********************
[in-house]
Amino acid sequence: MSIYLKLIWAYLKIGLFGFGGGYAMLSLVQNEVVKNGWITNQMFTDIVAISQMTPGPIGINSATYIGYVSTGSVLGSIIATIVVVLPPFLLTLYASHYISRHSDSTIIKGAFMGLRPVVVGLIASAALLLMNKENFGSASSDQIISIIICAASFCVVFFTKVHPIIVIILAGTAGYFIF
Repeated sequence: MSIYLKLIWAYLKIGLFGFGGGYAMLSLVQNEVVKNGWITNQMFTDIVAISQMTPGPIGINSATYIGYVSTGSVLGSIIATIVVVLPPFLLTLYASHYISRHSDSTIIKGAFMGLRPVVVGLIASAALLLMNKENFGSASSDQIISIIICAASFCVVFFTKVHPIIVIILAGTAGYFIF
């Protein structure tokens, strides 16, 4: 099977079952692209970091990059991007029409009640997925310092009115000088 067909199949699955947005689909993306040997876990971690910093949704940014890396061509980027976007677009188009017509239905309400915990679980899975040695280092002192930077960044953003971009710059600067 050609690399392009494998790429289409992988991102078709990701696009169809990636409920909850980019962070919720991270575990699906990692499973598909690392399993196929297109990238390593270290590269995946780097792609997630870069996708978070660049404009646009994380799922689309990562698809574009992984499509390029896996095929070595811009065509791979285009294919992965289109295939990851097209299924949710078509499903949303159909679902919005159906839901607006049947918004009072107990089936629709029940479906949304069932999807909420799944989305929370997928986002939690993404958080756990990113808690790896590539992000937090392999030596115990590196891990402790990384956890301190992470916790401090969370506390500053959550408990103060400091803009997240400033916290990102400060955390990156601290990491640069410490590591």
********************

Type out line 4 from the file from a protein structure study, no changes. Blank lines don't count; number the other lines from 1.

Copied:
């Protein structure tokens, strides 16, 4: 099977079952692209970091990059991007029409009640997925310092009115000088 067909199949699955947005689909993306040997876990971690910093949704940014890396061509980027976007677009188009017509239905309400915990679980899975040695280092002192930077960044953003971009710059600067 050609690399392009494998790429289409992988991102078709990701696009169809990636409920909850980019962070919720991270575990699906990692499973598909690392399993196929297109990238390593270290590269995946780097792609997630870069996708978070660049404009646009994380799922689309990562698809574009992984499509390029896996095929070595811009065509791979285009294919992965289109295939990851097209299924949710078509499903949303159909679902919005159906839901607006049947918004009072107990089936629709029940479906949304069932999807909420799944989305929370997928986002939690993404958080756990990113808690790896590539992000937090392999030596115990590196891990402790990384956890301190992470916790401090969370506390500053959550408990103060400091803009997240400033916290990102400060955390990156601290990491640069410490590591």